I do. Often, even though I can’t act worth beans and I don’t actually think I would like the life of fame, I imagine walking the red carpet and being interviewed; and mostly, it’s because of the clothes. I would love to be a woman who had access to sweeping gowns made by brilliant designers, to be fitted perfectly to my body; I would love to have someone professionally touch up my makeup — or learn how to do it myself, since I have a thing against other people touching my face — and fix my hair.
It would be an interesting and fun experience, to live that glamorously if only for a day. Of course, as with any profession, there are challenges and hardships. But, you know, it would still be fun!
Today I felt like a movie star. This dress makes me feel every bit as glamorous as if I’d had professional hair and makeup done and was styled by a famous designer.
I think, based on one of my favorite fashion-of-the-stars website, I would probably be one of the few celebrities who actually wore nonstop color and pattern. I might be one of those stars who occasionally steps into the world of kookiness with a crazy 1970’s caftan or 80’s dress, but at least I’d be having fun! I’ve always noticed that people in the public eye tend to dress in neutrals, reds, or dark colors, (as well as the crazy-revealing, or those garments that can’t really be classified as “clothing”) and you don’t see a lot of pattern. I don’t know if this is a modern trend, or if they go for simple because they’re told it’s more flattering… I don’t know. But I always appreciate people like Emily Blunt or Zooey Deschanel or Mindy Kaling who wear interesting and beautiful and colorful clothes; people who aren’t caught in the world of nude shoes and black dresses. Obviously there is a practical side to being clothed, but also… why not have fun with it?
I think I was asked once or saw the question once a long time ago whether Christianity/modesty and fashion blogging are at war with each other; whether it goes against a Christian’s call to be modest to photograph one’s self quite often in order to post those pictures on the internet and garner fans ans followers. (And when you put it that way, maybe it does sound vain.) But the thing is… I don’t do this for attention. It’s nice to get comments, yes, although I appreciate those more for the friendships I have made.
But at the core, fashion blogging is just… fun. I love wearing pretty things and I always have; I love creating something that is beautiful to the eye, whether it be a painting, a sketch, a photograph, an outfit, and sharing it with others in hopes they might share the joy. I love creating outfits that are physically modest but also truly fashionable to encourage other women who want to dress modestly that you can wear attractive outfits that are decent without having to look like a homeschooler (you know what I’m talking about. And I can say that; I was homeschooled.) I believe that fashion blogging and modesty — of attitude, pocket, and appearance — are not necessarily mutually exclusive concepts. My brother-in-law pointed out once that when it speaks of women being called to be modest in the church in the Bible in one instance, its’ not even talking about modesty of clothing in the sense of being revealing; it’s talking about the fact that these women were dressing outlandishly and elaborately and going to church in order to get attention for themselves, instead of coming to church to worship God. So really, it depends on why I do this. If I were blogging only to shout to the world “look how beautiful I am, look at me, I’m so fashionable, I’m so thrifty, I’m so fantastic!” (which, sadly, one or two of my posts have been misread that way) then yes, I would not be blogging in a very modest way. But I do this as a hobby; it’s fun, I like creating art — and clothing can be a form of art –, I love to meet new people, I hope to encourage others, and blogging is my way to journal life. Since I was never very good at keeping a paper journal. Belt and vintage dress, thrifted | heels, Kohl’s | earrings, c/o Oasap | bracelet, Target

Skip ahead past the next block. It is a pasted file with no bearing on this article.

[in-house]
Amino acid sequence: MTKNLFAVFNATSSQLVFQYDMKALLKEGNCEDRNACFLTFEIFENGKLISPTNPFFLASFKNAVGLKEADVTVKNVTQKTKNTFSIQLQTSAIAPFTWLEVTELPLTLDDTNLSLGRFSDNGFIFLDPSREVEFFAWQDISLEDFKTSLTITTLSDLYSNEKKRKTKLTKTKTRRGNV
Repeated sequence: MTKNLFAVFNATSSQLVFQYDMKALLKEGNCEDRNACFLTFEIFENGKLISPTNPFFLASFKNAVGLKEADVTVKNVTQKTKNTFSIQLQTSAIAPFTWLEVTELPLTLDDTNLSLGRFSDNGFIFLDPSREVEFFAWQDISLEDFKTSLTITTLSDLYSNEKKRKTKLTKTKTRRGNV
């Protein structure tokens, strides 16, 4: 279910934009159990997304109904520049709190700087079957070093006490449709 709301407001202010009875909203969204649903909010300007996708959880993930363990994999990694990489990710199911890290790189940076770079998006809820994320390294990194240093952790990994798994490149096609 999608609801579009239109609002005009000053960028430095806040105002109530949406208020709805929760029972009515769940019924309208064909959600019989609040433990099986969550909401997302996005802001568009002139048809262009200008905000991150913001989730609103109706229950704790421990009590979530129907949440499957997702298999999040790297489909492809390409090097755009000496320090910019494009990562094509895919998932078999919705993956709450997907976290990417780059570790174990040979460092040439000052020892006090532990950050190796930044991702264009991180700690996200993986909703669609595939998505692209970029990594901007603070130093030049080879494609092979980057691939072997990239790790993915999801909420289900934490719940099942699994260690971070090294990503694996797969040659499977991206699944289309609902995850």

And also sometimes I think people in the religious world can get really legalistic with what you can and cannot do, which can go overboard. Obviously I believe there should be limits, as with anything in life; too much of a good thing can become a bad thing. (Hello, chocolate.) But I also believe that you should use your talents to encourage others, which is what I hope I am doing!
What are your thoughts on fashion blogging, vanity, and modesty (of the heart)?
P.S. If you are wondering whether this dress is possibly that bright in real life… the answer is yes. It is. I LOVE IT. Happy Sunday!